Use Wood

Wood-4.5

The building industry is one of the leaders in pollution and greenhouse gases.  Per the American Forest Foundation steel and concrete consume 12% and 20% more energy to produce, and emit 15% and 29% additional greenhouse gases than wood. To eliminate this statistic, substitute those high energy required materials with wood.  Examples of this have been provided below by the American Forest Foundation.

  • Constructing a wall using kiln-dried wood studs, oriented strand board (OSB) sheathing, and vinyl siding instead of concrete with an exterior stucco coating results in 15 pounds of avoided CO2 emissions for every square foot of wall area.
  • Using engineered wood I-joists with an OSB sub-floor rather than steel joists and OSB sub-flooring results in 22 pounds of avoided CO2 emissions for every square foot of floor area.

Wood is the most beautiful natural building material you can use.  The contrasting hues within its rich grain are often the perfect accent finish for a space.  It’s linear form of structure resembles the rhythm of Greek architecture, while also flexible enough to create free form spaces.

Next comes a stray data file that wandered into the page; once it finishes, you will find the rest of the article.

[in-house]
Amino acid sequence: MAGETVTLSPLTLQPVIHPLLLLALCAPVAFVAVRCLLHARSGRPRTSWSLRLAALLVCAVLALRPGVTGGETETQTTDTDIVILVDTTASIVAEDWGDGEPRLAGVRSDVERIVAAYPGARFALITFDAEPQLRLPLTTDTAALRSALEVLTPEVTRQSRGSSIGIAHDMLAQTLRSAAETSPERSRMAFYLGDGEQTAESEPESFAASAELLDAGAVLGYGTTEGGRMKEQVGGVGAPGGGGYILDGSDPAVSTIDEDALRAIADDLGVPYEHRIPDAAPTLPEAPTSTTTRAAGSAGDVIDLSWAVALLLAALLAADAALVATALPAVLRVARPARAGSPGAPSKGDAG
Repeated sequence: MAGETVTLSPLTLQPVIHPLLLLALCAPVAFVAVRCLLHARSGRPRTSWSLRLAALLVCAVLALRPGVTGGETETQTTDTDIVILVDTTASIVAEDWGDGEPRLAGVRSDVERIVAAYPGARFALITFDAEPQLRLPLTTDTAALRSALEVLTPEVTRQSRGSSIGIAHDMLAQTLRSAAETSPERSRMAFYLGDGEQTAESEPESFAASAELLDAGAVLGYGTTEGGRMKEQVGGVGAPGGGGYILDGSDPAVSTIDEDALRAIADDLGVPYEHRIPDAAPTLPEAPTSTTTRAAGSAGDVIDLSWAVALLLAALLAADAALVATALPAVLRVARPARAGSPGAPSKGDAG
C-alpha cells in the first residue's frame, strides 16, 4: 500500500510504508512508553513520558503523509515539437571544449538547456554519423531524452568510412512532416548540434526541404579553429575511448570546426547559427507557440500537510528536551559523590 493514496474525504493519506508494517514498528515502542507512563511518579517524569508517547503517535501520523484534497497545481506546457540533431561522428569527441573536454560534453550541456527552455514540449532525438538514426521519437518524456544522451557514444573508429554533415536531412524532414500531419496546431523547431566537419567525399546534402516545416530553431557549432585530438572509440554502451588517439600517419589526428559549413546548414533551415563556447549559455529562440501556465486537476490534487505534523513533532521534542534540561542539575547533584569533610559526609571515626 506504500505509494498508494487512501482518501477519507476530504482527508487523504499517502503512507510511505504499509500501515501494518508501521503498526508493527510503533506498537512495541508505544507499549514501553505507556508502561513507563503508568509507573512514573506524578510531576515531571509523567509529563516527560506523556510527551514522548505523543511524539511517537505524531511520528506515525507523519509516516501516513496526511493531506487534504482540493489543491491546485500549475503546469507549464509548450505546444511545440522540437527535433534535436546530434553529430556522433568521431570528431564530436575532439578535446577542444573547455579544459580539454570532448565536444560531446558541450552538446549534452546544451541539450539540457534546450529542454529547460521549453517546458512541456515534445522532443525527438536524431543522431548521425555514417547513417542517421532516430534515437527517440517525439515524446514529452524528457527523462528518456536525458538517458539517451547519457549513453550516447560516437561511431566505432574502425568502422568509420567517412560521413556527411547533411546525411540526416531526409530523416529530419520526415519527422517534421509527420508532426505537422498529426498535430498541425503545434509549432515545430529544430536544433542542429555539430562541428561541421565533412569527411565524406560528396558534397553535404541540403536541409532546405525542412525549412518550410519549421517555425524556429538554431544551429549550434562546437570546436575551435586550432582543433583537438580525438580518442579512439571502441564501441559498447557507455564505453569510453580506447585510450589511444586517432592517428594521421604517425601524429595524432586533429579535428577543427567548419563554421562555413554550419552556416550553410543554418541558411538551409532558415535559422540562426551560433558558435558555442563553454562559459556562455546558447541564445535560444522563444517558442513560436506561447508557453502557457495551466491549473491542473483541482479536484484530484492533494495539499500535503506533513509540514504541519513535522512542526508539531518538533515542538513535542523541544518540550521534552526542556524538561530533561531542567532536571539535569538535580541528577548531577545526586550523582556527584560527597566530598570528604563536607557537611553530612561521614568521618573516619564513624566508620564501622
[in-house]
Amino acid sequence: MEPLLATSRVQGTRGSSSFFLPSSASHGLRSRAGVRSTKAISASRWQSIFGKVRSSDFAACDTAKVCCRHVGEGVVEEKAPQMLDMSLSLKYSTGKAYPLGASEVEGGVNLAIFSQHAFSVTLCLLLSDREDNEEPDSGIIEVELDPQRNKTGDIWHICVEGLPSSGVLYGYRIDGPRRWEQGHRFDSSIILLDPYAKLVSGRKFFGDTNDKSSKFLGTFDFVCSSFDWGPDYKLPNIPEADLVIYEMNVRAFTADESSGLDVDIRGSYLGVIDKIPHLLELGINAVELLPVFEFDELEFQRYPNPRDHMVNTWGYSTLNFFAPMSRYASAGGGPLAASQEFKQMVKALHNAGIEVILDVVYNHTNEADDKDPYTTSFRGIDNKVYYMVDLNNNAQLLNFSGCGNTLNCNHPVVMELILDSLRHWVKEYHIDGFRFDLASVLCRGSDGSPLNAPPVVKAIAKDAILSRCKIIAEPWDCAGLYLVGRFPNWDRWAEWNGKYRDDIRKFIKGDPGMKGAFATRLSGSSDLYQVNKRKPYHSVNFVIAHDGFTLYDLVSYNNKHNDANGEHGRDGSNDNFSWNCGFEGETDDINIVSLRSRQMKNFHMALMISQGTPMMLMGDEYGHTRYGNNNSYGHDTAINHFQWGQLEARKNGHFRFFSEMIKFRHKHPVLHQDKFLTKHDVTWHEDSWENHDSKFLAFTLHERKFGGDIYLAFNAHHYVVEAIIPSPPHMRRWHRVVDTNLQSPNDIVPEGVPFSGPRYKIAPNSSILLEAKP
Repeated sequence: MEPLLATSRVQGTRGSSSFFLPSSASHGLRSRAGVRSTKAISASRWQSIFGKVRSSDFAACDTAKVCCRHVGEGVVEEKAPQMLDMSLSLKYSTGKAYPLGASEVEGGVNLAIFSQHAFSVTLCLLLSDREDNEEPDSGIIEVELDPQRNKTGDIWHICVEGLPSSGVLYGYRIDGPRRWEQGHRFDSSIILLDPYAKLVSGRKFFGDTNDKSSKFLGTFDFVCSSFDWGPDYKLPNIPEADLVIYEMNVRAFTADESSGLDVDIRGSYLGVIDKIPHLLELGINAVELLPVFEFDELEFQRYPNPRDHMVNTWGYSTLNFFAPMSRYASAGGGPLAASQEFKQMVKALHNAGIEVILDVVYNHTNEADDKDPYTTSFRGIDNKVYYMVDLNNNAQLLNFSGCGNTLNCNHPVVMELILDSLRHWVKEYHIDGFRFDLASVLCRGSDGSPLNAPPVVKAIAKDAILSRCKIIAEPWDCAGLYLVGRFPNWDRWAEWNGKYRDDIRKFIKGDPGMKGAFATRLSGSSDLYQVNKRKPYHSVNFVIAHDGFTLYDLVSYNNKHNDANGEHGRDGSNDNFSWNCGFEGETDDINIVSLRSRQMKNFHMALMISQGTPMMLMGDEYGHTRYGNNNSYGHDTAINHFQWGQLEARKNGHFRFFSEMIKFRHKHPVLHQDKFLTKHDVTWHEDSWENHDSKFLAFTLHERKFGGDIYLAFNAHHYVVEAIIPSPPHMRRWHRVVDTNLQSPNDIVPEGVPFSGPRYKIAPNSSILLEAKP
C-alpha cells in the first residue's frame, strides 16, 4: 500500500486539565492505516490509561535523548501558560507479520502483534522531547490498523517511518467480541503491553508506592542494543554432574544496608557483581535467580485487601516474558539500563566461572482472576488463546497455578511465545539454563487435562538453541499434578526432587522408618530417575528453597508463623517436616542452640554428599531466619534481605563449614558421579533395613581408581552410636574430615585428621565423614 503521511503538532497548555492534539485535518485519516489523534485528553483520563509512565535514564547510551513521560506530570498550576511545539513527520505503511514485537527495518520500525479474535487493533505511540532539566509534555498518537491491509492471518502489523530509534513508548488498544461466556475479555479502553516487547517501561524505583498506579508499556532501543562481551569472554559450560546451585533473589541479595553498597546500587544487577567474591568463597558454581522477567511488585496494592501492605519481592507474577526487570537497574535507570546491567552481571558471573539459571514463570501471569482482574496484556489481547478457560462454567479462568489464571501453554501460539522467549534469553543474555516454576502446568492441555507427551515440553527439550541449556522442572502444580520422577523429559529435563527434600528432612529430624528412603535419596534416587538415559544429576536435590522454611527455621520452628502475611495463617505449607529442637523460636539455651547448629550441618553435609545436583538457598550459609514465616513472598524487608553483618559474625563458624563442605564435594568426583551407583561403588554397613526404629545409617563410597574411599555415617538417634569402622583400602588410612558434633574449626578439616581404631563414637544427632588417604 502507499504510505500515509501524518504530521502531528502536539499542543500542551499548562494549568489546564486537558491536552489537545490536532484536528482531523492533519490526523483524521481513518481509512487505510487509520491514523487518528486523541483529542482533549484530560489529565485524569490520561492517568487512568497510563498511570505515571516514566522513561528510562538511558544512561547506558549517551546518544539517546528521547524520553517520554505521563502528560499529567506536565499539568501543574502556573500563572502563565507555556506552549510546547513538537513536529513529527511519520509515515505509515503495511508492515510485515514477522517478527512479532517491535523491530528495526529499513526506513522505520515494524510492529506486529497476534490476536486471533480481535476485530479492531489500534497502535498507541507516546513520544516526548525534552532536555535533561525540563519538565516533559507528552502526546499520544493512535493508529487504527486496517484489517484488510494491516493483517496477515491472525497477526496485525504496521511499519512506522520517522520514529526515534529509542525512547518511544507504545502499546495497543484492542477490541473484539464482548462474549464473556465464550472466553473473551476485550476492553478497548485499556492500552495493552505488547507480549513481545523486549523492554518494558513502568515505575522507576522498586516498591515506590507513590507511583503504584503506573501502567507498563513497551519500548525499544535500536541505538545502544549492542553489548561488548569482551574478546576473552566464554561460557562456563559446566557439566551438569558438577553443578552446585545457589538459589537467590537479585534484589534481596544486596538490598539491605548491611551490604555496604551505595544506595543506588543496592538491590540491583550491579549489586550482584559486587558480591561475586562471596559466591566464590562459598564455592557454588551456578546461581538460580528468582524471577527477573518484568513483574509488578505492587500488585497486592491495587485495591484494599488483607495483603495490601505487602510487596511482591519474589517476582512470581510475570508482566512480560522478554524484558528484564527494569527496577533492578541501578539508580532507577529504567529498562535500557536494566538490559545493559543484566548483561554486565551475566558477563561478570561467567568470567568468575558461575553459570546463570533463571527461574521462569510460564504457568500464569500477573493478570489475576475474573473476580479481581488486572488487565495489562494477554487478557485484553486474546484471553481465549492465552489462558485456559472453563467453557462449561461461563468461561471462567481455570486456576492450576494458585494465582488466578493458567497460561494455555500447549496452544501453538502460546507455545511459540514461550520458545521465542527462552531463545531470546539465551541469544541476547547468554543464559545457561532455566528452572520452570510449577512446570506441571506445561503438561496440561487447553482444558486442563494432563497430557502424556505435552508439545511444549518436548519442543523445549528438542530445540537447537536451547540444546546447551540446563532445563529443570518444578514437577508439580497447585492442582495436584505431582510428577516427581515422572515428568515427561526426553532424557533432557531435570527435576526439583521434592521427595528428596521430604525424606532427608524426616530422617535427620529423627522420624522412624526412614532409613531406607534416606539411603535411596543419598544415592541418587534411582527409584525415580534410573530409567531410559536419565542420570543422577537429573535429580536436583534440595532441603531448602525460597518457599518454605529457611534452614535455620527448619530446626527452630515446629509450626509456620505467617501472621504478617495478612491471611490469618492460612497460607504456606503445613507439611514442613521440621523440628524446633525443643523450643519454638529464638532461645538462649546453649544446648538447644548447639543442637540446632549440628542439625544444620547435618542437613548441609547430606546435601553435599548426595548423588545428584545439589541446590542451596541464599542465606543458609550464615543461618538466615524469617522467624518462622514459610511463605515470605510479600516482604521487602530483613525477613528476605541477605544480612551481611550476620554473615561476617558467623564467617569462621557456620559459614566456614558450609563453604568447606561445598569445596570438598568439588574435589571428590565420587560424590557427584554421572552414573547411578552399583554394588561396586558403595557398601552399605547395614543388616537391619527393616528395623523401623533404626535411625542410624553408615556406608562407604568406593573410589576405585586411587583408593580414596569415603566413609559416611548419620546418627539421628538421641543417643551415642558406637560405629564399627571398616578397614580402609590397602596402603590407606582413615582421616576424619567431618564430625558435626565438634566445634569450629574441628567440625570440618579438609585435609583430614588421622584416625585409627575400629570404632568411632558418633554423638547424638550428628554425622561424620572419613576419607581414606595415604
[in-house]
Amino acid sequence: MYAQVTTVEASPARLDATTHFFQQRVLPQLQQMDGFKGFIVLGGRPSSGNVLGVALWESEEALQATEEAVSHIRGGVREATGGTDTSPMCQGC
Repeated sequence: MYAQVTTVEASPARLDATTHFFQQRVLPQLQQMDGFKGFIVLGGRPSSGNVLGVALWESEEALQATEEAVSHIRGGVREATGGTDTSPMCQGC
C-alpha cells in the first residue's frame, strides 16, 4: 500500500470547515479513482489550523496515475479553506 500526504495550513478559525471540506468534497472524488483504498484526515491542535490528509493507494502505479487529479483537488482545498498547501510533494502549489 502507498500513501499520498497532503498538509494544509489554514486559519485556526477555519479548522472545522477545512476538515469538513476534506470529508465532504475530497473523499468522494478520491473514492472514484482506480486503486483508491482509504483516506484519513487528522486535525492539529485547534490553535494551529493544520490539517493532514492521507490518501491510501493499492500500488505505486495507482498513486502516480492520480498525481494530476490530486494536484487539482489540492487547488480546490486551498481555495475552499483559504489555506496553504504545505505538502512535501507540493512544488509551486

You might question the strength of wood versus some of the other materials mentioned.  True, however there has been great strides in wood technology.  Products like Cross Laminated Timber, and Glulam are making wood an acceptable material for building types such as arenas, gymnasiums, and multi-story structures. A study has found that Cross Laminated Timber is feasible for 12 stories and possibly more. In 2012 the International Code Council approved the use of cross laminated timber through the heavy timber construction classification.   In 2015 there were changes to the heights and area allowances for wooden structures. It is even possible to have unlimited building area. This can be met if the construction type is III, IV or V, and the structure has 60 feet or more of open space on all four sides.

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Woodworks commissioned two studies: one cost comparison, and one life-cycle assessment on the same big box project designed in steel versus wood.  It was found that the wooden building saved approximately 22% in construction costs, with many of the savings being from roof framing, wall framing, and roof insulation.  The study also concluded that the proposed wood building impacts are lower than the steel building in each category except ozone depletion, where the percentage was 5% higher.

It seems that technology in wood construction is providing ways to build larger structures, and the code councils are changing the restrictions to allow these structures to comply.  Perhaps we as an industry should look at wood as a more viable material for construction.

-Nathan Houser

Main blog image courtesy of Dezeen